Lemon & Ginger Tea with Honey
Words by Rosenwyn Dorrell
It doesn’t matter how you got it, all you know now is your throat hurts, you can’t breathe through your nose, and you’ve prodded your tonsils with swabs enough to be assured that it’s not Covid.
Yes, it’s Freshers Flu.
The go-to method might be paracetamol and cough syrup, but turning to more holistic approaches could be better for instant relief.
You may have heard of the classic hot lemon and honey or lemon and ginger tea (often served for people who are not really coffee or tea fans); but my go-to fix for this sort of bug is to combine these together and have a chilled-out afternoon.
This recipe is as easy as boiling the kettle because that is all there is to it. Get yourself some lemon and ginger tea – you can buy tea bags from most supermarkets, or loose-leaf tea from somewhere like Bird and Blend – a lemon and some honey. Any honey will do, I prefer spreadable honey rather than runny honey, but whatever you have in the cupboard will work.
Boil the kettle, squeeze half a lemon (or the whole thing if you’re feeling particularly grotty), add the tea, pour the hot water in, stir in a teaspoon of honey and then remove the tea bag or strainer. Then sit down with some biscuits and your favourite medical drama and relax.
You may want to experiment with the amount of honey and lemon, or even push the boat out and try a different type of tea. This drink really feels like a hug in a mug and a miracle sure at the same time!
Hearty Vegetable Beany Bake
Words by Beth Mendleton
Don’t let the word vegetable scare you…this recipe is so tasty and most importantly is packed with nutrients and proteins your body needs after being savaged by fresher’s flu.
Time to delete Uber Eats and pick up the chopping board – ease your way back into student cooking with this simple dish that will feed you and your housemates for a few days. Or just pop the extra portions in the freezer!
- 450g Sweet Potato
- 1 Onion (Red or white)
- 1 Courgette, halved and chopped
- 1 Bell Pepper, thinly sliced (whatever colour you like)
- 400g tin of kidney beans or mixed beans
- 50g Feta or 30g Parmesan
- Seasoning: paprika, garlic powder, onion powder, cayenne, salt, pepper, red pepper flakes
- Peel and cut the sweet potatoes, add to a pot of boiling, salted water for 15 minutes until a knife easily goes through them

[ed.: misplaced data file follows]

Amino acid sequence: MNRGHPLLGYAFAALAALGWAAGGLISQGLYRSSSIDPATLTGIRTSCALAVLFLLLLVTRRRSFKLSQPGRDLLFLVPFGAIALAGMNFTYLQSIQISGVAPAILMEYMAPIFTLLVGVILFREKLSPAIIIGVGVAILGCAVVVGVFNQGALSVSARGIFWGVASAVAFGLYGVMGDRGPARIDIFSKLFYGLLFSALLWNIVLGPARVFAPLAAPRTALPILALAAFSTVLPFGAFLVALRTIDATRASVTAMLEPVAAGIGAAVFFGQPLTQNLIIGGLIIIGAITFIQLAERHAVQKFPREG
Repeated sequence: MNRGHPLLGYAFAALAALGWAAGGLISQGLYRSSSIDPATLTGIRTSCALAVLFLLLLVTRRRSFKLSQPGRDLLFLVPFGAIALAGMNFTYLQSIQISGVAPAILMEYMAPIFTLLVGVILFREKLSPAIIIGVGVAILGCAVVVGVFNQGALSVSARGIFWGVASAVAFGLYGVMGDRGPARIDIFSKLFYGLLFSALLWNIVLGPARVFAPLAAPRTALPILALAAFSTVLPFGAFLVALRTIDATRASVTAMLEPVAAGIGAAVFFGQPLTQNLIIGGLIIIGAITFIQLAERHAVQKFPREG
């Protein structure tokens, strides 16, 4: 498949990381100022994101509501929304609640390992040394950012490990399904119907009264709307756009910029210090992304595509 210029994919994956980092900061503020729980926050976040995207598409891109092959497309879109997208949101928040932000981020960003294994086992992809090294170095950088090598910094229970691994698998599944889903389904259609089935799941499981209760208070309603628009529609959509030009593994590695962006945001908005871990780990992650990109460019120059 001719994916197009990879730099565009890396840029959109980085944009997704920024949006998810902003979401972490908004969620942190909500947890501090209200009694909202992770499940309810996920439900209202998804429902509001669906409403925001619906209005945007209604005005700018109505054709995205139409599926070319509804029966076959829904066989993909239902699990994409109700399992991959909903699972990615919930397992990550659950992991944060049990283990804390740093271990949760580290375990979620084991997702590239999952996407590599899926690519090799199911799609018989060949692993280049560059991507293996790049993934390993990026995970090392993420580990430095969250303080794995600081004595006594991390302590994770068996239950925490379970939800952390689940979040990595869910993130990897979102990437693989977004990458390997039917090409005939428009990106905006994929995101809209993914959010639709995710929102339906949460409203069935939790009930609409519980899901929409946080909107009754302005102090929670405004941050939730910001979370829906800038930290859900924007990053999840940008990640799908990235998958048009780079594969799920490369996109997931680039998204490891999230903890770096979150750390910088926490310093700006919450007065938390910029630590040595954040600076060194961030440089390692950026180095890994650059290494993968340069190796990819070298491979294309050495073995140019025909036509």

- Whilst the potatoes are boiling, chop the onion and fry in some oil for a few minutes until softened
- Add the sliced pepper and courgette and fry for a further 5 minutes until all the veg is softened
- Add the beans and seasoning to the vegetables (don’t worry if you don’t have all the spices – just add what you like, it’s great with a bit of heat). Add a splash of water to the pan and cook for a few more minutes. Scatter over half the cheese, tip into an oven-proof dish and set aside.
- Drain the potatoes and mash – add a splash of milk and a knob of butter if you like it extra smooth.
- Spread the mash on top of the veg, sprinkle on the rest of the cheese and bake in the oven for 10 minutes until slightly browned on top.
- Serve on its own or with some more green veg
Cheesy Tomato Soup
Words by Beth Mendleton
Let’s be honest, when you’re struck down by fresher’s flu there is a stage where you are so tired that you can’t hack a cooking session even when you desperately need a nutritious meal.
This recipe is a life-saver, very low-maintenance but high reward! I can guarantee it will soothe your sore throat and fill you up – and you will barely have to leave your blanket cocoon in order to make it.
What is simpler than a tin of tomato soup – my personal choice would be Heinz but any will do! I couldn’t really get away with writing a whole article on a can of soup so here is how you can jazz it up a bit to make your lunch a tad more exciting and something to look forward to when you feel like death.
First, heat up your soup, either in the microwave or on the hob. Grab a block of cheddar from the fridge (it’s got to be at least mature for me but whatever floats your boat). Grate the cheddar directly into the steaming bowl of tomatoey goodness and stop when the level of cheese meets your desired taste.
Now, if your flu is nearing its end stages and you feel up for putting in a little more effort – feel free to rustle up a cheese toastie to have on the side. I love a humble toastie as a golden, gooey vehicle for getting the hot soup into my belly.
So, put your feet up, dig in and let the warmth of the soup soothe your throat and the gentle steam clear up your clogged sinuses – and hope you will be better in time for Yolo next week.